Maundy Thursday – The Last Supper & Betrayal of Jesus

 

Maundy Thursday

 What is this Day with the strange-sounding name and what does it mean?

I must admit, that I had never heard the name until well into my adult life, even though I had “grown up” in the church. I do not remember hearing it mentioned in my denomination.

 

The Origin of Maundy Thursday.

Maundy Thursday is the day before the three-day Easter Celebration in the Christian Church, which begins on Good Friday.

The word Maundy comes from the Latin word “mandatum”, meaning “a commandment”.

The commandment referred to here is the one given by Jesus to His Disciples during the Last Supper.

“ I give you a new commandment, that you should love one another: just as I have loved you, so you too should love one another” (John 13:34 Amplified Translation)

Maundy Thursday is also known as Holy Thursday.

In Germany, Maundy Thursday was also known as “Green Thursday”. This had nothing to do with the colour green (gruen), but because of the similarity to the German word for “grief” (Gram). Many German families would eat only green leafy vegetables as a way of showing humility on this day.

 

Why is Maundy Thursday so important to Christians?

Passover was due to begin the next day, the 15th day of Nissan in the Jewish Calendar. This was and still is, an important day in the Jewish Religion.

Passover was a commemoration of the event which occurred when the Children of Israel were slaves under Pharaoh in Egypt. God had warned everyone in Egypt that the first-born of every creature would die unless blood was painted on the lintel and side posts of the doors to their homes. The Israelites escaped death because they followed God’s instructions. You can read about this in the Old Testament section of the Christian Bible. (Exodus:12)

Jesus wanted to have a meal to celebrate this event with His disciples. This became known as the Last Supper. During the meal Jesus took bread, which He broke it into pieces and wine and shared them with His disciples. He instructed them to do the same whenever they met.

He said that the bread represented his body which was going to be beaten and the wine represented the blood that was going to be spilt when He was killed the next day. (Matthew 26: 26-28; Mark 14:22-24; Luke 22:19-20

The Last Supper – Leonardo da Vinci

This was the beginning of what is known as The Eucharist to Catholics, Anglicans and Orthodox and The Lord’s Supper or Communion in other  Protestant Churches.

 

Other Ceremonies on Maundy Thursday.  

Washing the Disciples Feet

At the Last Supper, Jesus taught His disciples many things. One of those was the example of “servant hood”

Jesus took a bowl of water and towel and washed and dried the feet of His disciples. They had been arguing about who was going to be the greatest in His Kingdom. He showed by example; to be great you had to serve. ( John 13:4-17)

 

Jesus Washes Feet of Disciples

On Maundy Thursday, in Roman Catholic Churches particularly, the priest washes the feet of twelve male parishioners as representative of the twelve apostles . In Rome the Pope washes the feet of twelve selected Cardinals.

 In England until 1689, this act was followed literally, when the King or Queen would wash the feet of the poor in Westminster Abbey. Food and clothing were also given to the poor. This was done to remind kings and rulers that, in their privileged  position, they had a responsibility to serve their subjects. This is a lesson that could be learned anew in our modern society.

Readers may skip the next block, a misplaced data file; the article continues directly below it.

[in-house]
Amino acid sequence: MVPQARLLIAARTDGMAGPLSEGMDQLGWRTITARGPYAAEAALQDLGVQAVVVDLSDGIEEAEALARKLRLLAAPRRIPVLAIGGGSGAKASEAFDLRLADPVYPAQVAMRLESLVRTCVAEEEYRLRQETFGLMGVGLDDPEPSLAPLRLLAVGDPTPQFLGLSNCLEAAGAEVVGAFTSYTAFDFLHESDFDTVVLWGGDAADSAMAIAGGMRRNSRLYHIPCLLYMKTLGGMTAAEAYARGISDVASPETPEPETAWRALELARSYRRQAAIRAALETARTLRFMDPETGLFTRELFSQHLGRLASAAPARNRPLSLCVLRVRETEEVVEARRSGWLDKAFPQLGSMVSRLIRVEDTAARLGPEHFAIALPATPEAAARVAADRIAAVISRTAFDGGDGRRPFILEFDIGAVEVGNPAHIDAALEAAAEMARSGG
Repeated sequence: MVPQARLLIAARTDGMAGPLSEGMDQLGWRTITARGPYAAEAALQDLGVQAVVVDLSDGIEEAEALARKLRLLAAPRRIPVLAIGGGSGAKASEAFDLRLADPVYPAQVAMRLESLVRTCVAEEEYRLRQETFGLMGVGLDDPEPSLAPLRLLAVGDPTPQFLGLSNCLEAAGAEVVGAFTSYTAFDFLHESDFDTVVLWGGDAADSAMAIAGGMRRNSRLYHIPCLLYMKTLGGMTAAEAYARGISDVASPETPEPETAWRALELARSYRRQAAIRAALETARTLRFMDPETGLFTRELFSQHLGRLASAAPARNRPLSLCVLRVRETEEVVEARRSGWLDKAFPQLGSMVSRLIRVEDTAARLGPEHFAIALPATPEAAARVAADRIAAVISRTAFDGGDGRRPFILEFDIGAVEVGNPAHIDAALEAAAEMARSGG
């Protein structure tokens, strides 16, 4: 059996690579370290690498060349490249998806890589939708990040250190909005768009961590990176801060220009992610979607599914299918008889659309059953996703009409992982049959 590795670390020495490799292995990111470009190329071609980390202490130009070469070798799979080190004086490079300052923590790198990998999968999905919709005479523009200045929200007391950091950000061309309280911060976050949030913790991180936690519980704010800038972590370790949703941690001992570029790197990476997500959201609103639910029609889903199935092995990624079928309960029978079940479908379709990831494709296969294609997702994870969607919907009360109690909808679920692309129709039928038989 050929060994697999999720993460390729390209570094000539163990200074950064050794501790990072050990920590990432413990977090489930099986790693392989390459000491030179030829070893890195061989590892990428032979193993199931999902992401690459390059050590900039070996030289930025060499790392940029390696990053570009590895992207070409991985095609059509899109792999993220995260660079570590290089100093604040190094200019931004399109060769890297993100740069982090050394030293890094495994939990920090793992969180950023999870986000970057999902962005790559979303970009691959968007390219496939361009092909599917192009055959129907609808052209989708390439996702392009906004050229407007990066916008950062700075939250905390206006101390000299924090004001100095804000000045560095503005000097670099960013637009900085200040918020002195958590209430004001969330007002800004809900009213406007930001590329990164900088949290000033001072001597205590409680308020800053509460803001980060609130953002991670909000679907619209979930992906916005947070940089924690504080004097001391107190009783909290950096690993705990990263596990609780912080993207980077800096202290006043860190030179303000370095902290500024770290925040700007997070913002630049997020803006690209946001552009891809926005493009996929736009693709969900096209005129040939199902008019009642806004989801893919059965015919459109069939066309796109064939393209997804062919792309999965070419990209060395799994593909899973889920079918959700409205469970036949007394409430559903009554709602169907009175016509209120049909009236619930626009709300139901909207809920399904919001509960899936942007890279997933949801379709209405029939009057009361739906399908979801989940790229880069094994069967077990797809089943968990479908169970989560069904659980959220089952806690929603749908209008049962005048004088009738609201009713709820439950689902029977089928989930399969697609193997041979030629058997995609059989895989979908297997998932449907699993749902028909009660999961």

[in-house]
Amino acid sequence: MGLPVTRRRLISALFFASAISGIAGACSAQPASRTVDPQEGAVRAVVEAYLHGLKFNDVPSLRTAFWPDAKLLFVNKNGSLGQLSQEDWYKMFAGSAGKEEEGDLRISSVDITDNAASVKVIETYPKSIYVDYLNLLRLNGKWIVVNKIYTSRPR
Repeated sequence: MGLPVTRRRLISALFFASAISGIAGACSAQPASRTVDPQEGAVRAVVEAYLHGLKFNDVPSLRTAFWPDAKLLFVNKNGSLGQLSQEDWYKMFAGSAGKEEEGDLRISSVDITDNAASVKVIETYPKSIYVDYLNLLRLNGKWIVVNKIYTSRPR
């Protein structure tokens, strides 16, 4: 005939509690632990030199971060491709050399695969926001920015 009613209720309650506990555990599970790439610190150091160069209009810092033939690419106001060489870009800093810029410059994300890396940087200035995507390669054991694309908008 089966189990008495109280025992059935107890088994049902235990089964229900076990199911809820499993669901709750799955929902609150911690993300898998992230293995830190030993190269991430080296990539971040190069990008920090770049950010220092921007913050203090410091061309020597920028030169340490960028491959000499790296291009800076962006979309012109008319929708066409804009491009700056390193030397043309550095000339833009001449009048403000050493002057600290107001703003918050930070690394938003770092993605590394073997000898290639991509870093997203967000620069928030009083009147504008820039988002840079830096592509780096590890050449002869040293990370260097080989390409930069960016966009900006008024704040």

Consecration of the Holy Oil

In Roman Catholic churches the “Holy Oil” used for the next year’s services and ceremonies is consecrated.

Tenebrae Service.

Although originally meant for Good Friday, some churches conduct a Tenebrae Service on Maundy Thursday evening. The word “tenebrae” is Latin for “shadows”.

The service is a solemn one, for it’s purpose is to recreate the emotional aspects of the Easter story, such as the betrayal of Jesus by Judas Iscariot, and His abandonment by His disciples.

It begins with the church candlelit. During the service, the candles are gradually extinguished until the church is in darkness, save light from what is known as the Christ Candle. Then after a reading from Psalm 22, that candle is also extinguished, but later re-lit. Here the service ends because the climax of the story  is the Resurrection on Easter Sunday

Maundy Money

Beginning in England in the 13th century during reign of Edward I,  Maundy Money was given to the poor.

Every year, Her Majesty Queen Elizabeth II, attends a Maundy Service in one of the many cathedrals scattered around Britain. “Maundy Money” is given to selected pensioners from the local community near the Cathedral. They are chosen in recognition of their service to the church or the community

The Maundy Money is given out in red and white leather pouches. The money in the red pouch is instead of food and clothing and is the normal “coin of the realm”. The coins in the white pouches are the specially minted Maundy Coins.

From the 15th century, it has been traditional to give coins in the white pouch, related to the years of the Sovereign’s life. As she turned 85 last year, I assume the value of the coins will be 85p this year.

Queen Elizabeth II Giving Maundy Money

Yoemen of Guard Carrying Maundy Money

 

 

 

 

 

 

 

 

 

 

Conclusion

This day with the strange name, Maundy Thursday, teaches us many lessons.

  • We are to show the same unselfish love to our fellow-man, as that demonstrated by Jesus to His disciples.
  • If we aspire to greatness, then we need to have a “servant heart”.
  • Jesus called His disciples His ” friends”. He wants us also to be called His friends. Jesus made this possible by the ultimate sacrifice , “His Life “

            “For greater love hath no man than this, that a man lay down his life for his friends.” (John 15.13)